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The city of Lucknow is famous for its fascinating history, rich culture and magnificent historical monuments, mostly built during the Mughal and British rule in India.

Lucknow, also known as the “City of Nawabs” is the capital city of Uttar Pradesh (formerly a province of India under the British Raj known as the United Provinces of Agra and Oudh, which was shortened to United Provinces by the Government of India Act 1935 and later became a state by the name of Uttar Pradesh).

Lucknow was a major province of the Oudh State and the Mughal Emperors appointed Nawabs (also known as Nawab Wazir’s) to ensure better working of the province of Oudh. Saadat Khan, a Persian adventurer, was appointed as the first “Nawab” of Oudh. The capital of Oudh during his regime was Faizabad.

Shuja-ud-Daula, the third Nawab of Awadh, known for his vital role in two classic battles in Indian History – the “third Battle of Panipat” and the “Battle of Buxar”, was defeated by the British and was forced to pay huge penalties and surrender territories. The British Agents, formally known as ‘residents’, had their seat in Lucknow and gradually acquired control of more authority in the state.

Shuja-ud-Duala was succeeded by his son Asaf-ud-Duala who shifted the capital of Oudh from Faizabad to Lucknow in the year 1775 and transformed the city of Lucknow into an architectural wonder.

His love for architecture brought him nearer to Major General Claude Martin, who was an architectural genius and had moved to Lucknow around the same time when Asaf-ud-Daula shifted the capital of Oudh to Lucknow. Asaf-ud-Daula was very much impressed with the design of “Constantia”, the palatial building which now houses the present day La Martiniere College for Boys, as per the will of Claude Martin.

The magnificent building of the La Martiniere College is also known for the role it played during the Mutiny of 1857 and the contribution of the staff and the boys, who served during the Mutiny, were all awarded the Indian Mutiny Medal inscribed with the words “Defence of Lucknow”.

At Lucknow, the revolt broke out in May 1857, and Sir Henry Lawrence, who had succeeded Mr. Jackson as Chief Commissioner, received reports of a force of rebels making their way to Oudh. What followed was a battle that forced the company’s officers to withdraw and take shelter in the Residency, which was built in between 1780 to 1800 AD and was used as the residence of the British Resident General who was a representative in the court of the Nawab. The British Residency served as a refuge for the Europeans and the British, including about 700 loyal sepoys, during the time of the uprising of 1857.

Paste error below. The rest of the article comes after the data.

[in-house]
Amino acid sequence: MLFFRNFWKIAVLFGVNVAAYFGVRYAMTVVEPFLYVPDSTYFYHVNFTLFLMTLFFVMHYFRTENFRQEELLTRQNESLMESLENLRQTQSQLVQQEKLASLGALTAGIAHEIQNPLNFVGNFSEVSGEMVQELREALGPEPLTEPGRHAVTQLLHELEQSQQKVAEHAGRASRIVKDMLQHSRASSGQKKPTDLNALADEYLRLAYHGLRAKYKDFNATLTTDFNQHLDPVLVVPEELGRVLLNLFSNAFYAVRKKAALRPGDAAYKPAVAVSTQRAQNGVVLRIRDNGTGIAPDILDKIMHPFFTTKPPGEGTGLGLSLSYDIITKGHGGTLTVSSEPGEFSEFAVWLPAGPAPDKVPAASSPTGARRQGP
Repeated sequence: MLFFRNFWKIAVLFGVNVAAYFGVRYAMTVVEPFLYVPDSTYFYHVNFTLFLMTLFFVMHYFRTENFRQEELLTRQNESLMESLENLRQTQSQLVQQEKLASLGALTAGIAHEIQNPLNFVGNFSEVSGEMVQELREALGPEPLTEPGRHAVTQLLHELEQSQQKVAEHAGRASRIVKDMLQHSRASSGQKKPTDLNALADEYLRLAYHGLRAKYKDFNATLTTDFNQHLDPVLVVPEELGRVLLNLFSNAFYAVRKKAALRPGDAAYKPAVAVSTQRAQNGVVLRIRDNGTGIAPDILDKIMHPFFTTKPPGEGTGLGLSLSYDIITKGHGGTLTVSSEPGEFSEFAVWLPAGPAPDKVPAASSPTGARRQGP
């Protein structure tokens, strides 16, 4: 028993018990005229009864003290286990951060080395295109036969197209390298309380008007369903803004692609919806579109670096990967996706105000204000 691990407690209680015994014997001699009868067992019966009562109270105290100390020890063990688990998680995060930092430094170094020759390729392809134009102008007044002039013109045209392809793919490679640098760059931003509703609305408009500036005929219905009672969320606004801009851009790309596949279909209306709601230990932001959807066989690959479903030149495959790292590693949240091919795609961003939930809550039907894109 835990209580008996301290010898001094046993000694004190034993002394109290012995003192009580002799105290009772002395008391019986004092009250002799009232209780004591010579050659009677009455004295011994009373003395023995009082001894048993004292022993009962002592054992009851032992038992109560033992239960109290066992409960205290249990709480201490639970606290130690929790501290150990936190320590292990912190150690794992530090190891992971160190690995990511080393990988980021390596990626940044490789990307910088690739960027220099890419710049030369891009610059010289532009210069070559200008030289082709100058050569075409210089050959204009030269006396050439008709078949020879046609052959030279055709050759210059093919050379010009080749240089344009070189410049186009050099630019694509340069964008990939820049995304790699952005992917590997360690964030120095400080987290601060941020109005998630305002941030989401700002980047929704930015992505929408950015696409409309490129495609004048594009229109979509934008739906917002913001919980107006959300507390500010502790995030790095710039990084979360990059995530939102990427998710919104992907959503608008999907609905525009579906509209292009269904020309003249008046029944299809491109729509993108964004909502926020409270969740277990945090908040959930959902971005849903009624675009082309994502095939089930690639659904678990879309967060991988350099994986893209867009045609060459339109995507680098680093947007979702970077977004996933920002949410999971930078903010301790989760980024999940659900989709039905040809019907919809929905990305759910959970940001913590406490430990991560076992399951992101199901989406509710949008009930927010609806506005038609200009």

The tension in Lucknow was obvious as the unjustified annexation of Oudh (Awadh) and subsequent exile of, Nawab Wajid Ali Shah, the last Nawab of Oudh had aroused great resentment amongst the people and native regiments stationed there and around the same time the rebels who won a resounding victory at the battle of Chinhat, recognised the authority of Begum Hazrat Mahal, wife of Nawab Wajid Ali Shah. Begum Hazrat Mahal remained the primary leader of the rebels throughout the duration of the siege, till she was forced to retreat by the British, post revolt of 1857.

On the other hand, Mr. George Schilling, the then Principal of La Martiniere prepared the college for a siege as the Chief Commissioner, Henry Lawrence, was preparing the Residency. Accordingly, Henry Lawrence ordered the staff and the boys of La Martiniere to move into a house on the southern perimeter of the Residency, which later became famous as the “Martiniere Post”. Throughout the 146 days of the siege, the boys played a major role in defending the Residency.

Sir Henry Lawrence carried out the defence and counter initiative but was fatally wounded by a shell on the morning of July 2, 1857, and succumbed to his wounds two days later. His death is reported to be the first important British casualty in the history of the mutiny.

The command of the besieged Residency then fell on Brigadier Inglis, who bravely defended the place against numerous assaults until Havelock and Outram fought their way at the point of the bayonet into the Residency on the 25th September with much needed reinforcements.

General Niell died at this time at Lucknow. Inglis, Havelock and Outram could not make their way out with the besieged garrison. Their final relief was affected by the middle of November by Sir Colin Campbell (afterwards Lord Clyde), who came from England as Commander-in-chief of the Indian Army in August, 1857.

Sir Colin Campbell took vigorous action to suppress the mutiny and finally brought Lucknow under British control on the 21st March, 1858. To calm down the after effects of 1857 revolt, the control of the Indian Government was finally assumed by the Crown (Queen Victoria) through Government of India Act 1858 passed on the 2nd August 1858 by the Parliament of the United Kingdom. This era of the new British Raj lasted only till August 1947.

Post Independence, Lucknow was declared the capital of the state of Uttar Pradesh by the Government of India. Since then it has progressed beautifully and is now a major metropolitan city of India and is famous for the existing tourist attractions in Lucknow which include: Bara Imambara, Chota Imambara, La Martiniere, Jama Masjid, Qaisar Bagh, Rumi Darwaza, Shah Najaf Imambara, Dilkusha Kothi, Residency, Clock Tower, Council House (Vidhan Sabha), Aurangzeb’s Mosque, Hazratganj, Cathedral Church, British Residency, Hazrat Mahal Park, Forest State Museum & Zoo etc.